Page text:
Compare any two graphics cards:
Radeon HD 4870 512MB vs Radeon HD 7850
IntroThe Radeon HD 4870 512MB comes with a core clock frequency of 750 MHz and a GDDR5 memory frequency of 900 MHz. It also makes use of a 256-bit bus, and makes use of a 55 nm design. It is made up of 800(160x5) SPUs, 40 TAUs, and 16 Raster Operation Units.
Compare all that to the Radeon HD 7850, which has a GPU core clock speed of 860 MHz, and 2048 MB of GDDR5 memory running at 1200 MHz through a 256-bit bus. It also features 1024 SPUs, 64 Texture Address Units, and 32 ROPs.
(No game benchmarks for this combination yet.)
Power Usage and Theoretical Benchmarks
Power Consumption (Max TDP)
The Radeon HD 7850 should in theory perform quite a bit faster than the Radeon HD 4870 512MB in general. (explain)
Texel RateThe Radeon HD 7850 is quite a bit (about 83%) better at texture filtering than the Radeon HD 4870 512MB. (explain)
Pixel RateThe Radeon HD 7850 should be quite a bit (about 129%) better at AA than the Radeon HD 4870 512MB, and should be capable of handling higher resolutions without losing too much performance. (explain)
Please note that the above 'benchmarks' are all just theoretical - the results were calculated based on the card's specifications, and real-world performance may (and probably will) vary at least a bit.
Please note that the price comparisons are based on search keywords - sometimes it might show cards with very similar names that are not exactly the same as the one chosen in the comparison. We do try to filter out the wrong results as best we can, though.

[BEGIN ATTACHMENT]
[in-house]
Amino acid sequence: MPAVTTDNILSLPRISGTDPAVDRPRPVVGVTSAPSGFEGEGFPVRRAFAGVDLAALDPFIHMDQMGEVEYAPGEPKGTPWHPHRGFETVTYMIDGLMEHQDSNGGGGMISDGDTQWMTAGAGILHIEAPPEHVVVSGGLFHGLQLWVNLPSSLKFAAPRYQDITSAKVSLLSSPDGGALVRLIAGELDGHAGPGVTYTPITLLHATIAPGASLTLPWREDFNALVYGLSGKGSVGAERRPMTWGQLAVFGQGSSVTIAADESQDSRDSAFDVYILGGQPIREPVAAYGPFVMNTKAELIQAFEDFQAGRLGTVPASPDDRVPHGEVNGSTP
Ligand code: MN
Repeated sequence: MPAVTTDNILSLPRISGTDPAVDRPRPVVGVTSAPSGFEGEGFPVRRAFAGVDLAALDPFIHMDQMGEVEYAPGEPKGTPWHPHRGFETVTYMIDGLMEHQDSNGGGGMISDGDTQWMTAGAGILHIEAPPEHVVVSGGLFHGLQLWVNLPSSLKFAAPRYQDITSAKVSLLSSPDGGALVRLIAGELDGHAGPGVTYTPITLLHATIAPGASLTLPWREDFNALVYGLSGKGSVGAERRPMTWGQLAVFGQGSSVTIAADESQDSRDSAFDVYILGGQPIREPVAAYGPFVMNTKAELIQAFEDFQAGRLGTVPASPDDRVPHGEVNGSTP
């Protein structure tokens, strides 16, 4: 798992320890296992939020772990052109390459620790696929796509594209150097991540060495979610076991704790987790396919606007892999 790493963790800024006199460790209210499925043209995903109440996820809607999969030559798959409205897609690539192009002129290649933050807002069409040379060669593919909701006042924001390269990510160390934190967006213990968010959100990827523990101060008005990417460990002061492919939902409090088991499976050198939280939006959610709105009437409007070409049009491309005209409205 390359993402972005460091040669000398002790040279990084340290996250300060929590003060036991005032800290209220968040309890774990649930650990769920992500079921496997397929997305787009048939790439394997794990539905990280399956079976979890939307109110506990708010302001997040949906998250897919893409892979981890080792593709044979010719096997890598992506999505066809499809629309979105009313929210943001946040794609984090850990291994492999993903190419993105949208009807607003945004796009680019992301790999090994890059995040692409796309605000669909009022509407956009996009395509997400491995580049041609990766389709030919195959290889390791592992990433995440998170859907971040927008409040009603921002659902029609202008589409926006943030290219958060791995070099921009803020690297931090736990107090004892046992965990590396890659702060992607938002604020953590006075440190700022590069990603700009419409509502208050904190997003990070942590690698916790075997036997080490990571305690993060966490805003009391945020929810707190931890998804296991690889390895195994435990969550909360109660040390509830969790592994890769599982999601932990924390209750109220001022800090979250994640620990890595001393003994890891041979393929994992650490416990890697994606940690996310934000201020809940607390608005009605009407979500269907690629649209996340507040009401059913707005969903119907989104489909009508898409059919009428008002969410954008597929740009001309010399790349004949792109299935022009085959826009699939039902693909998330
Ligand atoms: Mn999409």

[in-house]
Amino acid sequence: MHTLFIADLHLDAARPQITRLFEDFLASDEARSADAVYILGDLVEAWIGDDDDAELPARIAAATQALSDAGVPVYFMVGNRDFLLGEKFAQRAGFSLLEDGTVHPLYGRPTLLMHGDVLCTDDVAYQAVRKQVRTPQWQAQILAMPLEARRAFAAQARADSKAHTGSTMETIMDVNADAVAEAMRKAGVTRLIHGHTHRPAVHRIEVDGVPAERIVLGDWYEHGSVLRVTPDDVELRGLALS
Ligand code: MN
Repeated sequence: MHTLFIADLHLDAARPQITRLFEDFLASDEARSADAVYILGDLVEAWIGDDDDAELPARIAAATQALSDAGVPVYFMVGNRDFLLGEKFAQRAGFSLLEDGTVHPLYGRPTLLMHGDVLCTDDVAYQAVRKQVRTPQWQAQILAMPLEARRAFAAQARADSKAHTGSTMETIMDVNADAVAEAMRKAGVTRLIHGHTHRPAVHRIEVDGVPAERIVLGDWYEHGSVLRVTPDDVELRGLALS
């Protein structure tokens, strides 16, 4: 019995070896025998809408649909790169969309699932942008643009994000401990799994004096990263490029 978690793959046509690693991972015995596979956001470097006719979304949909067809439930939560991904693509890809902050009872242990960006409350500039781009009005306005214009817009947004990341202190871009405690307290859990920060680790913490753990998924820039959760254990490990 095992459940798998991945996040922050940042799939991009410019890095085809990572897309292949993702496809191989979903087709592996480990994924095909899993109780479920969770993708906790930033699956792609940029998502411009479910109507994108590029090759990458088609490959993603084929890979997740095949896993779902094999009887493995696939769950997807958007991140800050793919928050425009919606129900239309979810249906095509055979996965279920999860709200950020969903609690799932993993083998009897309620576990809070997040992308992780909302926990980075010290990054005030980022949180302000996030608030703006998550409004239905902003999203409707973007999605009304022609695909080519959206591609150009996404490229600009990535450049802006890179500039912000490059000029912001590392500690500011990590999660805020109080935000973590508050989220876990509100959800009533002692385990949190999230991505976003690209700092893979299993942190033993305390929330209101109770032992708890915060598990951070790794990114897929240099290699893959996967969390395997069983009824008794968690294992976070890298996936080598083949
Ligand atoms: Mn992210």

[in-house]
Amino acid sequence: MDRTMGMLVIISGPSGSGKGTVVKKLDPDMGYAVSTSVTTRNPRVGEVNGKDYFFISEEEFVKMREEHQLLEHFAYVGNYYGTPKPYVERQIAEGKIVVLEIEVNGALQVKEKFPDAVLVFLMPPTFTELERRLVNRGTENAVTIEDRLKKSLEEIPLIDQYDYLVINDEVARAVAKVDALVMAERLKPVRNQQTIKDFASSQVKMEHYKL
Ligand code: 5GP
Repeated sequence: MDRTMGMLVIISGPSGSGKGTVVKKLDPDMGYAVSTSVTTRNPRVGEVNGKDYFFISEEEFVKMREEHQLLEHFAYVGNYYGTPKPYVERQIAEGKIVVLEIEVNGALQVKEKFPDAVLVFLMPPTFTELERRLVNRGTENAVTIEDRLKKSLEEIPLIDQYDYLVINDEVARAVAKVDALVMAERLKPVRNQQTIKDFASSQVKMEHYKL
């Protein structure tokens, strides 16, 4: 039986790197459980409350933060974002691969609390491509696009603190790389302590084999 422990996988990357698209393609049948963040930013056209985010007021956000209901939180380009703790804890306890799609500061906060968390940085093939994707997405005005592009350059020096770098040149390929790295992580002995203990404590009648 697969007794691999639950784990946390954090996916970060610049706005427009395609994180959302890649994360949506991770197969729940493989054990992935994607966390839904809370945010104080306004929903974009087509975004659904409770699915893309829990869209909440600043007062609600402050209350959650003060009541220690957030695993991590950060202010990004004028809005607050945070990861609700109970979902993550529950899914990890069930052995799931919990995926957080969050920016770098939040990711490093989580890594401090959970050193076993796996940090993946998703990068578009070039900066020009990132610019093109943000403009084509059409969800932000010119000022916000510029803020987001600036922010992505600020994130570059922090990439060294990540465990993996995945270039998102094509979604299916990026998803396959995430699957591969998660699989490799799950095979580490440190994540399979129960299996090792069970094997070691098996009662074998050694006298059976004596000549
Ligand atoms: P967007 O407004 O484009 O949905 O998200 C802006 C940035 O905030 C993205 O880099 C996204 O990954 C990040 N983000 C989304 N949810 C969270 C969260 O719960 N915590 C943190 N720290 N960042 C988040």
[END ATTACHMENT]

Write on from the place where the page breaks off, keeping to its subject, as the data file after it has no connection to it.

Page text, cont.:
Memory Bandwidth: Memory bandwidth is the maximum amount of data (counted in megabytes per second) that can be moved over the external memory interface in one second. It's worked out by multiplying the bus width by its memory speed. In the case of DDR type memory, it must be multiplied by 2 once again. If DDR5, multiply by ANOTHER 2x. The better the memory bandwidth, the better the card will be in general. It especially helps with AA, High Dynamic Range and high resolutions.
Texel Rate: Texel rate is the maximum texture map elements (texels) that can be applied in one second. This figure is worked out by multiplying the total number of texture units by the core clock speed of the chip. The better the texel rate, the better the video card will be at handling texture filtering (anisotropic filtering - AF). It is measured in millions of texels in a second.
Pixel Rate: Pixel rate is the most pixels the graphics card could possibly record to the local memory per second - measured in millions of pixels per second. Pixel rate is calculated by multiplying the number of ROPs by the the core speed of the card. ROPs (Raster Operations Pipelines - also sometimes called Render Output Units) are responsible for filling the screen with pixels (the image). The actual pixel rate also depends on quite a few other factors, especially the memory bandwidth - the lower the bandwidth is, the lower the potential to reach the maximum fill rate.